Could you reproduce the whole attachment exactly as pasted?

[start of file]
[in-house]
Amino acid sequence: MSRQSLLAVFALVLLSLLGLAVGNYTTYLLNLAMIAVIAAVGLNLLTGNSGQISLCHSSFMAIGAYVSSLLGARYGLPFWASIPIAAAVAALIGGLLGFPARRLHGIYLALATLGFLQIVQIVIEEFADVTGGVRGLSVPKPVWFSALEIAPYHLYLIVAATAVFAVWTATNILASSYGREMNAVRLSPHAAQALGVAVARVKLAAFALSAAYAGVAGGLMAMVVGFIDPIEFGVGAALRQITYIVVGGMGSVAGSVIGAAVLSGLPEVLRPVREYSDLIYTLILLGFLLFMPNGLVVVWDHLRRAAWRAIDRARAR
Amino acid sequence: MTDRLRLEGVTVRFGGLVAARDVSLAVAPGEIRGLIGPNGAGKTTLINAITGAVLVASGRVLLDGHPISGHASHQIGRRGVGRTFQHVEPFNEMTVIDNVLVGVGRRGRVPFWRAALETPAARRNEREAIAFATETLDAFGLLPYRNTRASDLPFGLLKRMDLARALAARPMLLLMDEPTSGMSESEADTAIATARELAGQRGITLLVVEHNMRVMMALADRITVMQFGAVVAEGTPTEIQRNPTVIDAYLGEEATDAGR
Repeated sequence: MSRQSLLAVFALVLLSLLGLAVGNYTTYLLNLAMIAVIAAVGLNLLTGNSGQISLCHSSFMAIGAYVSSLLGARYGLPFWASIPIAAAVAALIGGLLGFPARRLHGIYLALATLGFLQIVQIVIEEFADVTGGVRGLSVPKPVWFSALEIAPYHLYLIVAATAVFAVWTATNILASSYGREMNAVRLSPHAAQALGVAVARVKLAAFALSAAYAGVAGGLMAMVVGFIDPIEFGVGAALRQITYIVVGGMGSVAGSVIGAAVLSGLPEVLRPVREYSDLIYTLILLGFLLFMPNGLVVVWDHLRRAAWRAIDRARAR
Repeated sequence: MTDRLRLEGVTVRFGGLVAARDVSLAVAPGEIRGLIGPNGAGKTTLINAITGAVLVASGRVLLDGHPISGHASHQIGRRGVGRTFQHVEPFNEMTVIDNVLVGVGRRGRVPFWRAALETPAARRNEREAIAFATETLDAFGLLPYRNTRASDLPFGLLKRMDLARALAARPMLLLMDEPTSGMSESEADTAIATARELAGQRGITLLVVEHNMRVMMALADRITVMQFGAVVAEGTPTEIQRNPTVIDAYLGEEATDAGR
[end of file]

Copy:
[in-house]
Amino acid sequence: MSRQSLLAVFALVLLSLLGLAVGNYTTYLLNLAMIAVIAAVGLNLLTGNSGQISLCHSSFMAIGAYVSSLLGARYGLPFWASIPIAAAVAALIGGLLGFPARRLHGIYLALATLGFLQIVQIVIEEFADVTGGVRGLSVPKPVWFSALEIAPYHLYLIVAATAVFAVWTATNILASSYGREMNAVRLSPHAAQALGVAVARVKLAAFALSAAYAGVAGGLMAMVVGFIDPIEFGVGAALRQITYIVVGGMGSVAGSVIGAAVLSGLPEVLRPVREYSDLIYTLILLGFLLFMPNGLVVVWDHLRRAAWRAIDRARAR
Amino acid sequence: MTDRLRLEGVTVRFGGLVAARDVSLAVAPGEIRGLIGPNGAGKTTLINAITGAVLVASGRVLLDGHPISGHASHQIGRRGVGRTFQHVEPFNEMTVIDNVLVGVGRRGRVPFWRAALETPAARRNEREAIAFATETLDAFGLLPYRNTRASDLPFGLLKRMDLARALAARPMLLLMDEPTSGMSESEADTAIATARELAGQRGITLLVVEHNMRVMMALADRITVMQFGAVVAEGTPTEIQRNPTVIDAYLGEEATDAGR
Repeated sequence: MSRQSLLAVFALVLLSLLGLAVGNYTTYLLNLAMIAVIAAVGLNLLTGNSGQISLCHSSFMAIGAYVSSLLGARYGLPFWASIPIAAAVAALIGGLLGFPARRLHGIYLALATLGFLQIVQIVIEEFADVTGGVRGLSVPKPVWFSALEIAPYHLYLIVAATAVFAVWTATNILASSYGREMNAVRLSPHAAQALGVAVARVKLAAFALSAAYAGVAGGLMAMVVGFIDPIEFGVGAALRQITYIVVGGMGSVAGSVIGAAVLSGLPEVLRPVREYSDLIYTLILLGFLLFMPNGLVVVWDHLRRAAWRAIDRARAR
Repeated sequence: MTDRLRLEGVTVRFGGLVAARDVSLAVAPGEIRGLIGPNGAGKTTLINAITGAVLVASGRVLLDGHPISGHASHQIGRRGVGRTFQHVEPFNEMTVIDNVLVGVGRRGRVPFWRAALETPAARRNEREAIAFATETLDAFGLLPYRNTRASDLPFGLLKRMDLARALAARPMLLLMDEPTSGMSESEADTAIATARELAGQRGITLLVVEHNMRVMMALADRITVMQFGAVVAEGTPTEIQRNPTVIDAYLGEEATDAGR